In a blog post announcing the news, Google noted that its new tool should be particularly useful for those admins looking to move a large amount of enterprise data, offering a secure and effective way to migrate information and set up on-premises infrastructure.

This includes the ability to migrate data from a wide range of sources, including Microsoft Exchange (covering Exchange 2010, 2013, 2016, and Microsoft 365), Microsoft SharePoint (including SharePoint 2010, 2013, 2016, SharePoint Online, and OneDrive for Business), Microsoft OneDrive, file shares, and Box migrations.

Google Workspace Migrate tool

(Image credit: Google Workspace)

It will also support legacy G Suite Business and Google Workspace environments, enabling admins to selectively migrate Gmail, Calendar, Drive, and more data between Google Workspace environments. 

Alternatively, the tool will allow admins to migrate all users from one environment to another, or move specific user data (such as organizational units, users, or subsets of data) between Google Workspace environments.

The tool will also allow admins to easily identify project progress and status through frequently updated and detailed logs, as well as being able to quickly scan source environments to help accurately plan for key project milestones and watch points.

Google Workspace Migrate is available now for users on Google Workspace Business Standard, Business Plus, Enterprise Standard, Enterprise Plus, Education Standard, Education Plus, and legacy G Suite Business – however not for Google Workspace Essentials or legacy G Suite Basic users just yet.

The news comes soon after Google revealed it would be cutting down on users accessing Google Workspace for free.

The company announced that all G Suite legacy free edition users would soon be shifted over to a paid version of Google Workspace from July 1 in order to ensure they kept access to tools such as Gmail, Meet and Docs.

Google Workplace plans start at $ 6/user/month for its Business Starter option, with Business Standard ($ 12/user/month) and Business Plus ($ 18 /user/month) also on offer, providing an increasing level of services with the amount paid.

Google plans to automatically move free users from May 1 to “an upgraded Google Workspace paid subscription”, based on its analysis of the customer's usage and the features it thinks you'll need. The company is also offering businesses who don't want to pay or upgrade the chance to export their data at no extra cost.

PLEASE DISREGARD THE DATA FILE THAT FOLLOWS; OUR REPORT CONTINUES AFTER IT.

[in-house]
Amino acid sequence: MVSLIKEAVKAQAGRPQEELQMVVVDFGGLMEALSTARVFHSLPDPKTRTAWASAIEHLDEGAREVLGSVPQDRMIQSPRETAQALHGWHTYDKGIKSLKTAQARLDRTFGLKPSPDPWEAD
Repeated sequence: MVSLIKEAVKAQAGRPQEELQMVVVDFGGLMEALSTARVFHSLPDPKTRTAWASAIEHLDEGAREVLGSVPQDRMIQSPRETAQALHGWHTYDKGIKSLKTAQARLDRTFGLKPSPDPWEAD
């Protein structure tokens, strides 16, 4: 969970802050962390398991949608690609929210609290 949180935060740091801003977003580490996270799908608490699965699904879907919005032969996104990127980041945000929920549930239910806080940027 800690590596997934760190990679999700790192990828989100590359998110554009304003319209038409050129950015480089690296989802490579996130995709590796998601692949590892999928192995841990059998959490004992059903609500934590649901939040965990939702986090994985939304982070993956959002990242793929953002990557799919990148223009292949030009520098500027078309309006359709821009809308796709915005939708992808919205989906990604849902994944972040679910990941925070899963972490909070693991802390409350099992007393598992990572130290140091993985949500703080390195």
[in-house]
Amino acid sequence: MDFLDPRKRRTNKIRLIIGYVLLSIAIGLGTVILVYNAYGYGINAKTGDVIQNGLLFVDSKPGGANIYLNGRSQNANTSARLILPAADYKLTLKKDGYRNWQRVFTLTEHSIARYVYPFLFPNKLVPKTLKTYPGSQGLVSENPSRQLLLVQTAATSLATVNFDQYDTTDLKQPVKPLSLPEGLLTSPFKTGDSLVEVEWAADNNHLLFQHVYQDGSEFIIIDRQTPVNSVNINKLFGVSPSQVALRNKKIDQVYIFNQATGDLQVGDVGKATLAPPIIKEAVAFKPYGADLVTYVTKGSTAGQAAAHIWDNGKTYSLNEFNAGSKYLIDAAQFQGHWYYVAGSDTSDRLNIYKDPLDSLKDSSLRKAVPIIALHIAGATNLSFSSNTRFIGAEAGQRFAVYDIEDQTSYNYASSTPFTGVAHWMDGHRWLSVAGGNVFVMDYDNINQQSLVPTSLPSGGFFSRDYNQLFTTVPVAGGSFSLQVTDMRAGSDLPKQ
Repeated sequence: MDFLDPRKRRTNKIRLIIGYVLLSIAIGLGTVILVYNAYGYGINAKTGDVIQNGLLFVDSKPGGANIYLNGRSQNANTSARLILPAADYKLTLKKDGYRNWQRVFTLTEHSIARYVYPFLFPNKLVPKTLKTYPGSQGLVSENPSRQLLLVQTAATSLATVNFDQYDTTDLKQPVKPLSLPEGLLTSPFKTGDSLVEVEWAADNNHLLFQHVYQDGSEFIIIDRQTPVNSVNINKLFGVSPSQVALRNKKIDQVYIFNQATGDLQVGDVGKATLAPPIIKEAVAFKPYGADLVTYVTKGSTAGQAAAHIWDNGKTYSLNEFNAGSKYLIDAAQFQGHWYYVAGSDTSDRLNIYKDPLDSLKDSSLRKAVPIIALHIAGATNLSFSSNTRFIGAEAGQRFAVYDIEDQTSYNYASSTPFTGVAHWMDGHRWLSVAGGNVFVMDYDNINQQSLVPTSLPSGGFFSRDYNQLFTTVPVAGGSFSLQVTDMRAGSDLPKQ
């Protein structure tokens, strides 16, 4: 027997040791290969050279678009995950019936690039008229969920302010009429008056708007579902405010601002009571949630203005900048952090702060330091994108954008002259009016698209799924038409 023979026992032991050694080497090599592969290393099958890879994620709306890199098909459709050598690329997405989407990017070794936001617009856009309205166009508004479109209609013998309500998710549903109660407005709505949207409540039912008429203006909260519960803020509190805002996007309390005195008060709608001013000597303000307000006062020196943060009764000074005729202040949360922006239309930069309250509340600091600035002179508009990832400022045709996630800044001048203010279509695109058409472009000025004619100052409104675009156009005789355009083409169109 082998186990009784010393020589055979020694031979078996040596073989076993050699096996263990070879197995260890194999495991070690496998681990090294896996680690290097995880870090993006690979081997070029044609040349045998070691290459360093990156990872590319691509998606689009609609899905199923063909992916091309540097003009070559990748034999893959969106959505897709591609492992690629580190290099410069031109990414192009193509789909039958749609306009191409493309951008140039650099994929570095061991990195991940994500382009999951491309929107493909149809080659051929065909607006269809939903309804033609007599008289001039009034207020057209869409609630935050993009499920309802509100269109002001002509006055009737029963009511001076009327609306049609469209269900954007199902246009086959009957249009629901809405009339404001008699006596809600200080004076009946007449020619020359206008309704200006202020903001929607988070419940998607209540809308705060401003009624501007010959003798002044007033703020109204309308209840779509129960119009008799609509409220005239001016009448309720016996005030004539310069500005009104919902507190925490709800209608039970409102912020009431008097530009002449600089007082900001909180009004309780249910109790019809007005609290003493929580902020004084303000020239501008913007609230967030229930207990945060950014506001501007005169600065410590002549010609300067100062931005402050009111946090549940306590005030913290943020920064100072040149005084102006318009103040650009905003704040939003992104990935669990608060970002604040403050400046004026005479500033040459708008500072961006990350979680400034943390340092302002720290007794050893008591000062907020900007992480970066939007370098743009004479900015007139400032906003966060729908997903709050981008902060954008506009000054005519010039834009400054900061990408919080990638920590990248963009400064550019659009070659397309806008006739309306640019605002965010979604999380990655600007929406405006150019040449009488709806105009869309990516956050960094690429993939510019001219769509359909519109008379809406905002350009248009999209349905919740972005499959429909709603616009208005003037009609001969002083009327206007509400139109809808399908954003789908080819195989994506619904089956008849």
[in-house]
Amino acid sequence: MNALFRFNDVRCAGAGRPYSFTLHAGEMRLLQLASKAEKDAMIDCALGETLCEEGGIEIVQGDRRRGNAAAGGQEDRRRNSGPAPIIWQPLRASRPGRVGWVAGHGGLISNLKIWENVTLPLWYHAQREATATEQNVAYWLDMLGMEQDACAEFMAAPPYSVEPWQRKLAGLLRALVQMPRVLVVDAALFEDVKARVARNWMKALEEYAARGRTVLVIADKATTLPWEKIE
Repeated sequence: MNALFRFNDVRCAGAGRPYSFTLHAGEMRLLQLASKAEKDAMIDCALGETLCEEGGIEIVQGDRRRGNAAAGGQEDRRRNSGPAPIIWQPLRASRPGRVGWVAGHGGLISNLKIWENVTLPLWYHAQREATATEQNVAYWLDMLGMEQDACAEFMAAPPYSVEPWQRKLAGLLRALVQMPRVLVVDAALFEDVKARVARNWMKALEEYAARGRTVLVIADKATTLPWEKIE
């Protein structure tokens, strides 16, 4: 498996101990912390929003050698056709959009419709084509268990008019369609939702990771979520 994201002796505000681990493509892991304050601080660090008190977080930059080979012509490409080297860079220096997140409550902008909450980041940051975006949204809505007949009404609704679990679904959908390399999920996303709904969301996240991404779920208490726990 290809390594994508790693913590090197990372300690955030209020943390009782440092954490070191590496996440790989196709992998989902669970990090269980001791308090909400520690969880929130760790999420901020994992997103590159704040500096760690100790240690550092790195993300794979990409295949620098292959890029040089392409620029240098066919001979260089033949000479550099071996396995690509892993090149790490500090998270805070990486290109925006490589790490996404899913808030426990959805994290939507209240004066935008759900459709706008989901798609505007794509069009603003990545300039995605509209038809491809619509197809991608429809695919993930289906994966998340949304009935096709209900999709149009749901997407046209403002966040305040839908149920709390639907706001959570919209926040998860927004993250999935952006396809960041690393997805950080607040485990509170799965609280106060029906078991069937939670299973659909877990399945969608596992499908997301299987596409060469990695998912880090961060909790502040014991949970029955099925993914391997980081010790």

Via 9to5Google

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Microsoft Teams meeting are about to become a whole lot more cinematic

Microsoft is working on a new update for its video conferencing software that will allow organizations with supported devices to use multiple cameras in Microsoft Teams.

There is a catch though as this new multiple camera feature will only work on select Microsoft Teams Rooms devices.

For those unfamiliar, Microsoft Teams Rooms is a dedicated hardware and software solution for video conferencing that was previously called Skype Rooms. Microsoft Teams Rooms devices include headsets, speakerphones, desk phones and Teams displays, collaboration bars, webcams and more.

According to a new post on the Microsoft 365 Roadmap, this feature is currently in development and is slated to roll out to Microsoft Teams Rooms devices like the Surface Hub 2S in January of next year.

Switching between multiple cameras

Once this new feature is available, organizations that have a meeting or conference room with more than one video camera connected to Microsoft Teams Rooms will be able to switch between them while in a video call.

To do so, they'll need to click on the icon that depicts an arrow going through a rectangle at the bottom of a Teams meeting to see a list of available cameras. From here, they'll be able to switch between cameras seamlessly without interrupting their meeting.

As more devices have built-in cameras than ever before, this new update to Microsoft Teams Rooms will allow organizations to take advantage of them. Some possible use cases include being able to switch between a wide group shot and having one individual on camera as well as being able to give attendees a close up view of a product or design.

Now that Microsoft is adding multiple camera support to Microsoft Teams Rooms, the company could eventually add this same functionality to regular Teams meetings so that individuals can also give their meetings more of a cinematic feel.

Looking to improve your video calls? Check out our roundups of the best video conferencing softwarebest business webcams and best headsets for conference calls

Via ONMSFT